Fill out a subpoena, have it signed and issued, and serve it on the witness to get copies of tax returns.
You can use a subpoena duces tecum - a subpoena that requires someone to produce something - to request tax records for a court case. After completing the subpoena, ask your attorney or the court clerk to sign and serve it on the witness.
Obtain a Subpoena Form
Request a subpoena form from the court that's trying your case, or visit the document section of the court's website -- some make these forms available online. For example, the U.S. District Court publishes a blank subpoena form that you can download and print out.
Complete the Subpoena
Fill out the subpoena. You must include certain information, such as:
- The name of the plaintiff
- The name of the defendant
- The specific court that's trying your case
In the Production section, list the specific tax returns you want the person to provide. Note which years you need, and state whether you're looking for personal tax returns or business tax returns. If you need business returns, include the legal name of the business.
Nolo recommends that you attach an affidavit to the subpoena explaining under penalty of perjury why you need the tax returns.
If you're requesting tax returns from the Internal Revenue Service rather than an accountant or other business, you must submit an additional written document with the subpoena. The statement must include:
- A brief description of the case and the parties involved
- A summary of the records you need from the IRS
- An explanation of how the records are relevant to your case
- A summary of the statutory authority that allows you to request the return, such as that you're the plaintiff or defendant in the case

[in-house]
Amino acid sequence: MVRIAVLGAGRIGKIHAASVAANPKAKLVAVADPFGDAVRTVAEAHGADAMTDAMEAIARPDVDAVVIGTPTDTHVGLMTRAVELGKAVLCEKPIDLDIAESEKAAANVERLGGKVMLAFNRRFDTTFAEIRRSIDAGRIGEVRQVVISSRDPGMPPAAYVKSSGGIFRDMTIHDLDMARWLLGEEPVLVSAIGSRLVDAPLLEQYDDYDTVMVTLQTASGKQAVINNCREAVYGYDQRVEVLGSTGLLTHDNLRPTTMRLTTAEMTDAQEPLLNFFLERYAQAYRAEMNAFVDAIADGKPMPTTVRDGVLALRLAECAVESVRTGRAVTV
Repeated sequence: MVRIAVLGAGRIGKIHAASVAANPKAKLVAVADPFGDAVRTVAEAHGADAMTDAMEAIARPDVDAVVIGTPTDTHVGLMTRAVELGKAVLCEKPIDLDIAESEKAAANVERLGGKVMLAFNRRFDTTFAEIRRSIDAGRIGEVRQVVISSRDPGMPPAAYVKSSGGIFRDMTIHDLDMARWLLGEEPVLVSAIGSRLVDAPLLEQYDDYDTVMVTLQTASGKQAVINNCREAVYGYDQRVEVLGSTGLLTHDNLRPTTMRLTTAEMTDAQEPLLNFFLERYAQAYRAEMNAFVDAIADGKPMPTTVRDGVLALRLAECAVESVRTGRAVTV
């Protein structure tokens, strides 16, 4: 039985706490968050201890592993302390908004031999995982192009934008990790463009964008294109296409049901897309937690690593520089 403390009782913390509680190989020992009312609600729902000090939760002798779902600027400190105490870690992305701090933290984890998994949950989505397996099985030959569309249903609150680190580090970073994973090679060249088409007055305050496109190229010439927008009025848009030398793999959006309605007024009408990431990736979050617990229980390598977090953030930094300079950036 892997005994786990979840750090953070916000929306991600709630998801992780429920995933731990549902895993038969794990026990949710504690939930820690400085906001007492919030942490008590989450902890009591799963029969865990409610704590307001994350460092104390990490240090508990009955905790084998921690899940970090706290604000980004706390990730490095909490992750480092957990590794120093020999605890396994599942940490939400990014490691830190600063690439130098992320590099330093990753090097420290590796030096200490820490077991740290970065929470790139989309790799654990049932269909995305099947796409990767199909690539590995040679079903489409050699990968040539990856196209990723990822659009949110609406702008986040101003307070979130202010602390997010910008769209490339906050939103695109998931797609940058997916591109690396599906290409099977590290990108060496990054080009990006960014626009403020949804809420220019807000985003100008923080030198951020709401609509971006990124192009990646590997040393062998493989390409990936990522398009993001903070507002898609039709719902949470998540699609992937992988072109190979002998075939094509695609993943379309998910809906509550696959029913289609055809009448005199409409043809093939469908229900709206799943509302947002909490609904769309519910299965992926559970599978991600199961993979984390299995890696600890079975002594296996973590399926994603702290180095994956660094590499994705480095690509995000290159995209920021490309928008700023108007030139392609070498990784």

- Whether the tax returns are available from another source
- The deadline by which you need the returns
Also tell the IRS if you need an agent to testify or require a written declaration from an IRS representative.
Get the Subpoena Issued
A subpoena must be signed and officially issued before it's valid and requires the recipient to act. Rules regarding who can issue a subpoena vary by state, who you're serving and the court that's trying your case. FindLaw indicates that if you're not a lawyer and you're representing yourself, you can sometimes sign the subpoena. If you don't have an attorney, ask the court clerk about the rules in your jurisdiction.
Serve the Subpoena
Rules for serving a subpoena vary by state as well. You may be able to send it to the recipient by certified mail, return receipt requested, or you may have to arrange to have it hand delivered by an adult who's not involved in the lawsuit or hire a private process server. The court clerk can explain the rules in your state.
Nolo warns that just because you subpoena and receive tax returns, this doesn't mean the court will admit the records as evidence. You must convince the judge that the tax returns are relevant to your case.
As an alternative to issuing a subpoena for tax returns, a judge can order an individual to sign IRS Form 4506-T, which allows you to request a copy of his tax return from the IRS.